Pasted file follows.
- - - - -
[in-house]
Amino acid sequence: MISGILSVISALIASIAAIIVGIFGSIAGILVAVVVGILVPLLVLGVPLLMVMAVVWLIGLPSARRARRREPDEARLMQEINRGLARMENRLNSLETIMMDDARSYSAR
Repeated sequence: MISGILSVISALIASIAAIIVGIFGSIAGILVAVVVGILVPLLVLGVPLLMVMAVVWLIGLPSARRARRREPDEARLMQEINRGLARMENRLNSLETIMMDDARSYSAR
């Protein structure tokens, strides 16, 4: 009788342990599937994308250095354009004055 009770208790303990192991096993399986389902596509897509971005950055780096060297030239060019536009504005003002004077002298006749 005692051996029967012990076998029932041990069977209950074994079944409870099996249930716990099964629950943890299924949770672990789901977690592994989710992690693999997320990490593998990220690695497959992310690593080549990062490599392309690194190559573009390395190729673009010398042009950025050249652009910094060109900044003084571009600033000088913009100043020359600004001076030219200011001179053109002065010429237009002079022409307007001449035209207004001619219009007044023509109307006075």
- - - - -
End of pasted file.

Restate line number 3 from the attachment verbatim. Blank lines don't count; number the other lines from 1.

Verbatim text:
Repeated sequence: MISGILSVISALIASIAAIIVGIFGSIAGILVAVVVGILVPLLVLGVPLLMVMAVVWLIGLPSARRARRREPDEARLMQEINRGLARMENRLNSLETIMMDDARSYSAR